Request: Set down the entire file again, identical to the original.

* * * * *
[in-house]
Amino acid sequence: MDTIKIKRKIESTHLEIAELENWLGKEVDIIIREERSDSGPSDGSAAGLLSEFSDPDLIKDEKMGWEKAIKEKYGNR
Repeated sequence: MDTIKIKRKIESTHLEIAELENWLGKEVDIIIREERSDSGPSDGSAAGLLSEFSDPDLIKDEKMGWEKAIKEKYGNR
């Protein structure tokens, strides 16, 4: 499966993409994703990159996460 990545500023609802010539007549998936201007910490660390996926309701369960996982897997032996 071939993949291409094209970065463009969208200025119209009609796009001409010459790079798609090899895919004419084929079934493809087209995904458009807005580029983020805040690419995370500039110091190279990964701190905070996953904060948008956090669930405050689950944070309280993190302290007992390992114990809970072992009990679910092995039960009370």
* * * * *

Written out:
[in-house]
Amino acid sequence: MDTIKIKRKIESTHLEIAELENWLGKEVDIIIREERSDSGPSDGSAAGLLSEFSDPDLIKDEKMGWEKAIKEKYGNR
Repeated sequence: MDTIKIKRKIESTHLEIAELENWLGKEVDIIIREERSDSGPSDGSAAGLLSEFSDPDLIKDEKMGWEKAIKEKYGNR
């Protein structure tokens, strides 16, 4: 499966993409994703990159996460 990545500023609802010539007549998936201007910490660390996926309701369960996982897997032996 071939993949291409094209970065463009969208200025119209009609796009001409010459790079798609090899895919004419084929079934493809087209995904458009807005580029983020805040690419995370500039110091190279990964701190905070996953904060948008956090669930405050689950944070309280993190302290007992390992114990809970072992009990679910092995039960009370």